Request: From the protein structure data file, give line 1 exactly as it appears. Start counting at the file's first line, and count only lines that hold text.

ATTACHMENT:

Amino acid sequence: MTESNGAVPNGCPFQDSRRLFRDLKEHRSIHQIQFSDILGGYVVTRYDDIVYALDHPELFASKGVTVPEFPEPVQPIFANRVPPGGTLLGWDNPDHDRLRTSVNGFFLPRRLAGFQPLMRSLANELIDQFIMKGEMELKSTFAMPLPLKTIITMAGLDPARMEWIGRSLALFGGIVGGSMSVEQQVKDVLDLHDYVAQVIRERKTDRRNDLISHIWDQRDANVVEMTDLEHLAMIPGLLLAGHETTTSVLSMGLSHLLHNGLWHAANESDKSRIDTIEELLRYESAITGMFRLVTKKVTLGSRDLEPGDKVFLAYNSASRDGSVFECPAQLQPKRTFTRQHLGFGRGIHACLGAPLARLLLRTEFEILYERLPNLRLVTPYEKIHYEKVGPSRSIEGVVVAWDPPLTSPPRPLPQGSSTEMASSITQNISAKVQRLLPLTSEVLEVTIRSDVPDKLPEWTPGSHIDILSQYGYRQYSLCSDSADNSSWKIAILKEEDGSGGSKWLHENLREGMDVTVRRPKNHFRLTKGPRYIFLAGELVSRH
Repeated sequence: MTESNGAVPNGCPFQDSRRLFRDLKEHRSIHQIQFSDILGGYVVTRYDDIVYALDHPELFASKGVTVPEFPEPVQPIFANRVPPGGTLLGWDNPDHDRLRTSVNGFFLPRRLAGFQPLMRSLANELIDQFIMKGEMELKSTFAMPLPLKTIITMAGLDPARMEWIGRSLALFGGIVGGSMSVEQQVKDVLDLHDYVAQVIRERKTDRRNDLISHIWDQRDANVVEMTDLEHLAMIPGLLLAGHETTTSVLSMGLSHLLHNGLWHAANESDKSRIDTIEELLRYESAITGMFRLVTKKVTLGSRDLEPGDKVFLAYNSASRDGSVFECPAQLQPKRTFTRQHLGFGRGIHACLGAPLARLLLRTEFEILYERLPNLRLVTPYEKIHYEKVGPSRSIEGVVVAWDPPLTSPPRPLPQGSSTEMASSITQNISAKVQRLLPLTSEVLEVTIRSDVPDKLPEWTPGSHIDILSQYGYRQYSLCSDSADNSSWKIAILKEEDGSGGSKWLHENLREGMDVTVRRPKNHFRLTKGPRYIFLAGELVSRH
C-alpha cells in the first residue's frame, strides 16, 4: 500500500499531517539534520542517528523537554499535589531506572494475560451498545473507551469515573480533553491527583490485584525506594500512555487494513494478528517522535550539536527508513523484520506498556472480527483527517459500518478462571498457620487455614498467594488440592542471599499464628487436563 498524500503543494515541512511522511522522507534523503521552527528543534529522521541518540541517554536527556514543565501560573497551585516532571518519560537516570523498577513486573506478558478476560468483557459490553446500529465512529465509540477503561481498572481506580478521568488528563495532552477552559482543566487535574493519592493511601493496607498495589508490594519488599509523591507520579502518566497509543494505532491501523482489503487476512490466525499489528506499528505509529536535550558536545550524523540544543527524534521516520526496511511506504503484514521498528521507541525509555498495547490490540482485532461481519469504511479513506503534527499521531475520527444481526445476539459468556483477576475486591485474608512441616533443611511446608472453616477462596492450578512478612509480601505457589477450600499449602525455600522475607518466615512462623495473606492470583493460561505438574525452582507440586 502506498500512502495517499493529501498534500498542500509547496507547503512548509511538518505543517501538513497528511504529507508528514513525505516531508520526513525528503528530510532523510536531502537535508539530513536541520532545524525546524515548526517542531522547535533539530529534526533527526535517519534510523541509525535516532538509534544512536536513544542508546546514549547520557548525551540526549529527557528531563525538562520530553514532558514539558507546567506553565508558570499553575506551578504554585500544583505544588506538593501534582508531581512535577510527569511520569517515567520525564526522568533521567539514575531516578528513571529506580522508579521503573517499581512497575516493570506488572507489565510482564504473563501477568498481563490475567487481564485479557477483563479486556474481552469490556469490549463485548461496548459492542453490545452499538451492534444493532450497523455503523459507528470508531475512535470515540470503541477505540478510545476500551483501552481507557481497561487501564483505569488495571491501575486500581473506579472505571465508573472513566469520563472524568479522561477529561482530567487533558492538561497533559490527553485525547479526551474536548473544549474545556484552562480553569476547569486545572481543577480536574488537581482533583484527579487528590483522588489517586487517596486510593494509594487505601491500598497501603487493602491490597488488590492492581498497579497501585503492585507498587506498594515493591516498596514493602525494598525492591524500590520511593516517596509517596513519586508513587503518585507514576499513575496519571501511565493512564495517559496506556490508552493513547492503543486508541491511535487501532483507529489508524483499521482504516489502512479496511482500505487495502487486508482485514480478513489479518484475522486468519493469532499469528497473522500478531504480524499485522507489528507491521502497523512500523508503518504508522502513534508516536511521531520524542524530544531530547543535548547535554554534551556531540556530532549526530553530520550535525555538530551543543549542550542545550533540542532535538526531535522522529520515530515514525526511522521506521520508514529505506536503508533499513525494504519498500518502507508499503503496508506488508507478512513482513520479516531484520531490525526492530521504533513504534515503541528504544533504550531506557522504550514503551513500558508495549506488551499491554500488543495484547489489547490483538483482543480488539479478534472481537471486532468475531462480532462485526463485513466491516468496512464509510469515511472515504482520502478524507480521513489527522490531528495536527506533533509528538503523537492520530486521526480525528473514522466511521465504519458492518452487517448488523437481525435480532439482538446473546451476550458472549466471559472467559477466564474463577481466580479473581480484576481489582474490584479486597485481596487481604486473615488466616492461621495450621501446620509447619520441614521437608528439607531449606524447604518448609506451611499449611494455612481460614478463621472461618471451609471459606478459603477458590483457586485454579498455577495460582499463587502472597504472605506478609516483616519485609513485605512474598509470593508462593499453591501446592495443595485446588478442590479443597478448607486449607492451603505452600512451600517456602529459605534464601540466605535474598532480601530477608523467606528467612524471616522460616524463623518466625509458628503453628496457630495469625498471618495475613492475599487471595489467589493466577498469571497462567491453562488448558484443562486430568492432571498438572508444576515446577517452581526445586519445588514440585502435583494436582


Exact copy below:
Amino acid sequence: MTESNGAVPNGCPFQDSRRLFRDLKEHRSIHQIQFSDILGGYVVTRYDDIVYALDHPELFASKGVTVPEFPEPVQPIFANRVPPGGTLLGWDNPDHDRLRTSVNGFFLPRRLAGFQPLMRSLANELIDQFIMKGEMELKSTFAMPLPLKTIITMAGLDPARMEWIGRSLALFGGIVGGSMSVEQQVKDVLDLHDYVAQVIRERKTDRRNDLISHIWDQRDANVVEMTDLEHLAMIPGLLLAGHETTTSVLSMGLSHLLHNGLWHAANESDKSRIDTIEELLRYESAITGMFRLVTKKVTLGSRDLEPGDKVFLAYNSASRDGSVFECPAQLQPKRTFTRQHLGFGRGIHACLGAPLARLLLRTEFEILYERLPNLRLVTPYEKIHYEKVGPSRSIEGVVVAWDPPLTSPPRPLPQGSSTEMASSITQNISAKVQRLLPLTSEVLEVTIRSDVPDKLPEWTPGSHIDILSQYGYRQYSLCSDSADNSSWKIAILKEEDGSGGSKWLHENLREGMDVTVRRPKNHFRLTKGPRYIFLAGELVSRH